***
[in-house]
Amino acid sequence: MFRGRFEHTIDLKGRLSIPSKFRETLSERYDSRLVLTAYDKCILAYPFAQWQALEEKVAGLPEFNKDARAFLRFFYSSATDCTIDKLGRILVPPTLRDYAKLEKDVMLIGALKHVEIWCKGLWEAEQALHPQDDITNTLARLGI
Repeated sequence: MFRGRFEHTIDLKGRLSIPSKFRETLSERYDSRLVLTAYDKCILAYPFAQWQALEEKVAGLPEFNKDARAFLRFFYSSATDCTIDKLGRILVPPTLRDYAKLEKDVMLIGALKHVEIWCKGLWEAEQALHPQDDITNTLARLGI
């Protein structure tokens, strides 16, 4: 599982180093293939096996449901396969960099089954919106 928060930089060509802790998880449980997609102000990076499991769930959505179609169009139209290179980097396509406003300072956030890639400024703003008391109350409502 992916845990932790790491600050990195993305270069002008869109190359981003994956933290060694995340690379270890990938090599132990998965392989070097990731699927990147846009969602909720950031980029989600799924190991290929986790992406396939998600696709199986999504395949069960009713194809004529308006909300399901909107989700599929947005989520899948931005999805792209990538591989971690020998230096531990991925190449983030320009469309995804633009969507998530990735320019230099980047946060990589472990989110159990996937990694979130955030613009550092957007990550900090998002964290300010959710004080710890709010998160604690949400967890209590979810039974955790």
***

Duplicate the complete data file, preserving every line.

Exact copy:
[in-house]
Amino acid sequence: MFRGRFEHTIDLKGRLSIPSKFRETLSERYDSRLVLTAYDKCILAYPFAQWQALEEKVAGLPEFNKDARAFLRFFYSSATDCTIDKLGRILVPPTLRDYAKLEKDVMLIGALKHVEIWCKGLWEAEQALHPQDDITNTLARLGI
Repeated sequence: MFRGRFEHTIDLKGRLSIPSKFRETLSERYDSRLVLTAYDKCILAYPFAQWQALEEKVAGLPEFNKDARAFLRFFYSSATDCTIDKLGRILVPPTLRDYAKLEKDVMLIGALKHVEIWCKGLWEAEQALHPQDDITNTLARLGI
């Protein structure tokens, strides 16, 4: 599982180093293939096996449901396969960099089954919106 928060930089060509802790998880449980997609102000990076499991769930959505179609169009139209290179980097396509406003300072956030890639400024703003008391109350409502 992916845990932790790491600050990195993305270069002008869109190359981003994956933290060694995340690379270890990938090599132990998965392989070097990731699927990147846009969602909720950031980029989600799924190991290929986790992406396939998600696709199986999504395949069960009713194809004529308006909300399901909107989700599929947005989520899948931005999805792209990538591989971690020998230096531990991925190449983030320009469309995804633009969507998530990735320019230099980047946060990589472990989110159990996937990694979130955030613009550092957007990550900090998002964290300010959710004080710890709010998160604690949400967890209590979810039974955790």